Establishing a diagnosis of myelodysplastic syndrome (MDS) in a cytopenic patient can be challenging, particularly in patients with comorbidities that may cause cytopenia or in situations with unusual morphology, such as bone marrow hypoplasia or fibrosis. Close attention to morphologic detail in the aspirate smear and trephine biopsy, as well as knowledge of clinical information and results of supporting ancillary studies, are critical in making an accurate diagnosis of MDS. This lecture will focus on the practical aspects of diagnosing MDS in challenging situations, including its potential overlap with aplastic anemia, autoimmune conditions, reversible/reactive causes of cytopenia, and other myeloid neoplasms that may present with cytopenia.

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Canadian Society of Cytopathology Symposium and Kulcsar Lecture
Monday, July 14, 0800-1030

 

Chair:

Janine Benoit, Saskatoon City Hospital, Saskatoon, Saskatchewan

 

0800-0930

Kulcsar Lecture: Recent Changes in Cervical Cancer Screening in Canada

C. Meg McLachlin, London Health Sciences Centre, London, Ontario

Objectives:

At the end of the session, the participants will be able to:

  • Summarize the current status of cervical screening in Canada.
  • Discuss the potential impact of HPV vaccination of screening performance.
  • Explain the potential use of primary HPV testing and the implications for screening practices.

Description:

This symposium will focus on cervical cancer screening in Canada present and future. Major changes to screening practices are already occurring with provincial cytology screening guidelines. The first HPV vaccinated cohort is approaching screening age and further changes must be considered to deal with decreasing prevalence of cervical precancerous lesions. A shift to primary HPV testing is being studied in Canada and internationally. The cytology community needs to play an active role in these changes by understanding the pros and cons of proposed screening algorithms. The lecture will be of value to: pathology residents, cyotechnologists, general and anatomic pathologists.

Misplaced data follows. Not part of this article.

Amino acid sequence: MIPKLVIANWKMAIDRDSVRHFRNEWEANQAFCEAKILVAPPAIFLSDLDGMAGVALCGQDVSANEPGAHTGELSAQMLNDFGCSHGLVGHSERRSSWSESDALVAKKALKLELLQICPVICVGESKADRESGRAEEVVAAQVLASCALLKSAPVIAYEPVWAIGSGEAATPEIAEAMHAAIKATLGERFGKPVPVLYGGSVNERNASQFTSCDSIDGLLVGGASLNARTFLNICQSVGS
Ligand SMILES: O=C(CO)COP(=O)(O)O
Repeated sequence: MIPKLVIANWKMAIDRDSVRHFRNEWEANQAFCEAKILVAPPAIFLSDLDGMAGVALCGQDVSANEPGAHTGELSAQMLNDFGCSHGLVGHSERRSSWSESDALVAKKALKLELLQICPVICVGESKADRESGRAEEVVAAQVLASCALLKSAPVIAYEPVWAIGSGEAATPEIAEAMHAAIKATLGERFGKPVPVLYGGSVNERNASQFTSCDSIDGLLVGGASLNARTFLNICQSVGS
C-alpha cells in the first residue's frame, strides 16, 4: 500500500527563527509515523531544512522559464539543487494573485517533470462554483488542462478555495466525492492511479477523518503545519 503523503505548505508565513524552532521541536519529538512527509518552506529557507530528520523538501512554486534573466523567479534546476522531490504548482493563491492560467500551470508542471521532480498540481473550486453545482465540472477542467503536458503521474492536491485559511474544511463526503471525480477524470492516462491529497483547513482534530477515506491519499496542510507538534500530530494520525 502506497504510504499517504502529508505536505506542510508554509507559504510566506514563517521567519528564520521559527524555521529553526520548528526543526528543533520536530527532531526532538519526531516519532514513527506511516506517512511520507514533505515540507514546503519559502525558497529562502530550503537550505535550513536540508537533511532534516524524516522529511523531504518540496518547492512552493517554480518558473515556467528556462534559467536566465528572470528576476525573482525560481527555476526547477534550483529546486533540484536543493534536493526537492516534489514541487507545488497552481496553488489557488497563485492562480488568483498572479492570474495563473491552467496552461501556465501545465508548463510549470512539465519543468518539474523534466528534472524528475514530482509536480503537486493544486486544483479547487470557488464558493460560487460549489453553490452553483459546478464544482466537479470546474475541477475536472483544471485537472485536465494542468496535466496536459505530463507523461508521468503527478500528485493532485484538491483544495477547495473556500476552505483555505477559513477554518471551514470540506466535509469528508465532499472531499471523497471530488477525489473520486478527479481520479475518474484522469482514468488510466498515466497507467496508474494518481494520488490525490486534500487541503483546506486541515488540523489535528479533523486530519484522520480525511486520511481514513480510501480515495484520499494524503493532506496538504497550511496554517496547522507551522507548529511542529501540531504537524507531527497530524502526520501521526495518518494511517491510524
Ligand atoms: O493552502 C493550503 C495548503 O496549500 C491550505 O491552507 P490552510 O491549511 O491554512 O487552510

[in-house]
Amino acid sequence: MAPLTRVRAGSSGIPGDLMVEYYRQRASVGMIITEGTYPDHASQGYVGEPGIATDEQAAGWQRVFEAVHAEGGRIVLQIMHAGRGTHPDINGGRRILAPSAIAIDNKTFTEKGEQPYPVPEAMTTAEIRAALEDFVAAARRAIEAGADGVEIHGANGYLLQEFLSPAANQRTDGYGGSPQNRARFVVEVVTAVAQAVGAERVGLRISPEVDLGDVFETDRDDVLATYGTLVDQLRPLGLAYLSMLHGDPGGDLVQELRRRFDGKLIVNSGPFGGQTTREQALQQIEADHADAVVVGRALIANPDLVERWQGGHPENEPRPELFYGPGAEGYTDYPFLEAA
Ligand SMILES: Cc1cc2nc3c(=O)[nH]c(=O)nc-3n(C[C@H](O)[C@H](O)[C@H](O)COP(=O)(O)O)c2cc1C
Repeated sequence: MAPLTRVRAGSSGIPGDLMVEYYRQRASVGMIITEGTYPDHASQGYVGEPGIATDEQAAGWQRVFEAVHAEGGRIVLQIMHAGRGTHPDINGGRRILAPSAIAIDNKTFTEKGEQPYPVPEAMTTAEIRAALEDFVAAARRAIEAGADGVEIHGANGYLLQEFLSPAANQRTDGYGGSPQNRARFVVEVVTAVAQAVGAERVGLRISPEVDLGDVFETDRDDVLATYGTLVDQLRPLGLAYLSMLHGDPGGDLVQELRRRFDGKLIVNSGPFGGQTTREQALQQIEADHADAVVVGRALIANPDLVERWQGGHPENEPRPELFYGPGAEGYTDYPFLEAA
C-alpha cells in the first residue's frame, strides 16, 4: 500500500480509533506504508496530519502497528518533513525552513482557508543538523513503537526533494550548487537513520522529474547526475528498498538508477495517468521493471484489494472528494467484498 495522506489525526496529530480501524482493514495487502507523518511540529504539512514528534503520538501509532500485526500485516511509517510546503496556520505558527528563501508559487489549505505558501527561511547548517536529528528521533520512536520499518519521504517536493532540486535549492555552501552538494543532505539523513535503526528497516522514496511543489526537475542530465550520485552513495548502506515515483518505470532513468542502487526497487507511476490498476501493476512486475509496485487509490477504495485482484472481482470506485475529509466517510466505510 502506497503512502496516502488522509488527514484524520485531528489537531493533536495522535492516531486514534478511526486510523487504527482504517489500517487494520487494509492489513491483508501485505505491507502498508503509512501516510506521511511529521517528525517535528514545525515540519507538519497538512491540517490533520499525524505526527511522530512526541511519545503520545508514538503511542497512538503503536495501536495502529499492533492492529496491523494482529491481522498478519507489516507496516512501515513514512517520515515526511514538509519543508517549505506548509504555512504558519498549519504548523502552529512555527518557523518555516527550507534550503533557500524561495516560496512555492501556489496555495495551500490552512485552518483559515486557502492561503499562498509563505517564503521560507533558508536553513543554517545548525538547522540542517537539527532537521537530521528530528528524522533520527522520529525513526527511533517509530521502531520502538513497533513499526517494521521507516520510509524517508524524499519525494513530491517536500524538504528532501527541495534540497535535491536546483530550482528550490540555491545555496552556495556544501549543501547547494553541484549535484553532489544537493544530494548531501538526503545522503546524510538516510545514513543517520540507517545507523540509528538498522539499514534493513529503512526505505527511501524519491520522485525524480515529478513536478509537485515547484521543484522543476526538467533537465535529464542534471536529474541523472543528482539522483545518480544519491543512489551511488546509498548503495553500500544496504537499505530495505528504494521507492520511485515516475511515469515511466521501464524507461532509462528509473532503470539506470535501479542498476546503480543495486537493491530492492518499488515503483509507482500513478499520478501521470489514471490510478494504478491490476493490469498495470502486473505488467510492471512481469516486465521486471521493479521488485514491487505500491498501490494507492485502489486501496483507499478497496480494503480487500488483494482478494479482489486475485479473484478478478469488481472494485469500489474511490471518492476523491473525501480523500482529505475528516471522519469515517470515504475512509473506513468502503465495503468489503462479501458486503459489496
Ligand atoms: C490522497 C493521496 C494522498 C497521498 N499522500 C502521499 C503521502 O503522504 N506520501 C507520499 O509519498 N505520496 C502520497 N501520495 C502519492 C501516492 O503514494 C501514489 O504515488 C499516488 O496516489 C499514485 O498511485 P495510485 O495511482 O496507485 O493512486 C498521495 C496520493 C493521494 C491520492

0930-0945 – Refreshment Break

 

0945-1030

The Impact of Advances in Cervical Cancer Screening on the Cytotechnologist

Sharon Crafter, Ct., Mount Sinai Hospital, Toronto, Ontario

Objectives:

At the end of the session, the participants will be able to:

  • Describe what we know about the current and evolving environment of the practice of cytopathology.
  • Identify issues as they relate to cytotechnologists as a result of changes to gynecological screening practices.
  • Describe what we know about the current skill sets of those who support the practice of cytopathology today.
  • Assess the skills needed in the cytotechnologist of the future.

1030-1100

This symposium is followed by the Annual General Meeting of the Section of the Canadian Society of Cytopathology.

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Advanced Diagnostics Symposium
Monday, July 14, 1400-1700

 

Chair:

David Berman, Kingston General Hospital, Queen’s University, Kingston, Ontario

 

1400-1410

Introduction

David Berman, Kingston General Hospital, Queen’s University, Kingston, Ontario

 

1410-1450

Molecular Diagnostics for Targeted Cancer Therapy